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Logo 22nd ISBC & 20th ISLS


Analytical, clinical and medical applications of luminescence

Luminescence spectroscopy of lanthanides in selected inorganic nanomaterials and its innovative applications

Stefan Lis1, Venkata N. K. B. Adusumalli2, Lucyna Mrówczyńska3, Marcin Runowski4, Przemysław Woźny4

1Faculty of Chemistry, Adam Mickiewicz University, Uniwersytetu Poznańskiego 8, 61-614 Poznań, Poland, 2Adam Mickiewicz University in Poznań, School of Chemical Engineering, Chonnam National University, Gwangju 61186, Republic of Korea, 3Faculty of Biology, Adam Mickiewicz University, Uniwersytetu Poznańskiego 6, 61-614 Poznań, Poland, 4Adam Mickiewicz University in Poznań

E-mail: blis@amu.edu.pl

Luminescent nanomaterials doped with lanthanide ions have attracted considerable attention and due to their unique properties allow for applications in various areas, e.g. optoelectronics, display panels, solar cells, sensors. This lecture presents selected nanomaterials based on inorganic matrices (e.g.: fluorides, vanadates, borates, etc.) doped with luminescent lanthanide (Ln) ions, characterized by efficient emission properties. As application materials, they show: phase purity, high crystallinity and homogeneity, small particle size and narrow particle size distribution, and should not be agglomerated. Examples of effective nanoluminophores (NL) and up-converting (UCNL) doped with Ln3+ (or Ln2+) ions and their surface functionalized, by coting with organic compounds, hybrid systems for sensing and analytical applications are discussed in detail. Nanoparticles (NPs) functionalized with organic compounds have proven to be very useful for analytical and biomedical and purposes. We have developed new highly sensitive and highly selective fluorescence methods [1-2] based on energy transfer from the analyte ion to the Tb3+ ion, or Eu3+ ion NPs for the (sensing) determination of metal species (e.g. Cu2+, Al3+) in real water samples. The presentation shows and discusses examples of effective luminescent nanoparticles doped with Ln3+ (Tb3+ or Eu3+) ions in systems functionalized with the desired organic ligand molecules, e.g.: LaF3: Tb3+, Ce3+ @SiO2-NH2 nanoparticles with acetylsalicylic acid (aspirin) coated on the surface [3], or ligand sensitized: 2,6-Pyridine dicarboxylic acid capped-LaF3:Eu3+ and adenosine capped-SrF2:Eu3+ nanoparticles (NPs) [3], showed high hemocompatibility and therefore can be successfully used in biomedical research. In this lecture also present examples of selected Ln-doped NLs or UCNLs that can be successfully used as optical sensors, capable of measuring temperature and/or pressure for (nano)-thermometry or/and (nano)-manometry [4]. References [1] V. N K. B. Adusumalli, S. Lis, Y. I. Park, J. Mater. Chem. C. 2022 (10) art. 17494.[2] V. N K. B. Adusumalli, S. Lis, Y. I. Park, P. Woźny, J. Mater. Chem. C. 2024 (submitted).[3] V. N. K. B. Adusumalli, L. Mrówczyńska, D. Kwiatek, Ł. Piosik, A. Lesicki, S. Lis, ChemMedChem 16 (2021) 1640.[4] M Skwierczyńska, N Stopikowska, P Kulpiński, M Kłonowska, S Lis, M Runowski, Nanomaterials 2022, 12 (11) art. 1926.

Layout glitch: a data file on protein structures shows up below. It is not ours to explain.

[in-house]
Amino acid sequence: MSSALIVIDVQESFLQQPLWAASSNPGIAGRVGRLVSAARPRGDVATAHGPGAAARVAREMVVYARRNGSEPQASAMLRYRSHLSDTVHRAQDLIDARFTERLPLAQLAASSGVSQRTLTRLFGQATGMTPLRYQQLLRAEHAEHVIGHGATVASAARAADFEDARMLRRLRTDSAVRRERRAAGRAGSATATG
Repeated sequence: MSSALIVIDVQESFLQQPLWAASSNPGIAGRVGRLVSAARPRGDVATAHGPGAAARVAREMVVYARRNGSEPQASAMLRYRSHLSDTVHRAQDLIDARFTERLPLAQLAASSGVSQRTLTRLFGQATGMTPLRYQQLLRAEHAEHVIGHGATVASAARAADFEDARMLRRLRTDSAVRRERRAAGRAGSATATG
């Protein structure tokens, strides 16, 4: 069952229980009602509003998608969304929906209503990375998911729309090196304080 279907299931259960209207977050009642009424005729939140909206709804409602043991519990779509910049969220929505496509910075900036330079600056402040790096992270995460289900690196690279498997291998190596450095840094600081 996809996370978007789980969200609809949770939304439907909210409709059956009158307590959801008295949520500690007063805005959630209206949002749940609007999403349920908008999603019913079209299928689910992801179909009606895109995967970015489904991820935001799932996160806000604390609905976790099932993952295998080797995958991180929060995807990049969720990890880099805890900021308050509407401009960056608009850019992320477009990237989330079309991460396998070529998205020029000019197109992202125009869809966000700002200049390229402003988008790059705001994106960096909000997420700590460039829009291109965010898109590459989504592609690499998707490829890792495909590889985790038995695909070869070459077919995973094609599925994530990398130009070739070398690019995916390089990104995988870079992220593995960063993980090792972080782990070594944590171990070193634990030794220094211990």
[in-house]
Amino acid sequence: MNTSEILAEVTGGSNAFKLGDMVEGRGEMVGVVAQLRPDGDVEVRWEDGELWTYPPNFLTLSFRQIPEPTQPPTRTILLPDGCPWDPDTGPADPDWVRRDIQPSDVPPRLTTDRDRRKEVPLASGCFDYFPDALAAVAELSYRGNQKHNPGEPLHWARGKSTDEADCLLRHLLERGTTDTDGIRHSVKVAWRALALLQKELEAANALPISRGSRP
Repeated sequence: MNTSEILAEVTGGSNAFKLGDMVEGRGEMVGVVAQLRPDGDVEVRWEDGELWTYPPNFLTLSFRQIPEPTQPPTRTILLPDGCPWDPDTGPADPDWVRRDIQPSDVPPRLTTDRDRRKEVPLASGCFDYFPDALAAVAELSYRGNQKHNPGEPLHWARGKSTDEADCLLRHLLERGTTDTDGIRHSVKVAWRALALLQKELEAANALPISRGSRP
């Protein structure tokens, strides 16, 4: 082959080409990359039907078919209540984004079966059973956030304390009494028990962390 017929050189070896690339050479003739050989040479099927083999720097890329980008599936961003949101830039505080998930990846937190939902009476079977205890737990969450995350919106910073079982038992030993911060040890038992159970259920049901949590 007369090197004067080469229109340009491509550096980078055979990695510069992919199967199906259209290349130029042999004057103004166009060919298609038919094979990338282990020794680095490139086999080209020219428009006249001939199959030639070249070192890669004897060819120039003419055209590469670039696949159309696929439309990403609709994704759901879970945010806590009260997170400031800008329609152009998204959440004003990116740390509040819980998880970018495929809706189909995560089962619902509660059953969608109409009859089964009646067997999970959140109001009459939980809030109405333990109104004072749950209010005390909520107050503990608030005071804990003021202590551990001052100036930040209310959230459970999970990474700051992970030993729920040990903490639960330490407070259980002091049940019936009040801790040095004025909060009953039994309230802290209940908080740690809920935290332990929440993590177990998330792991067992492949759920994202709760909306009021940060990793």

Keywords: luminescence, lanthanides, nanoluminophores, sensing, analytical and biomedical applications


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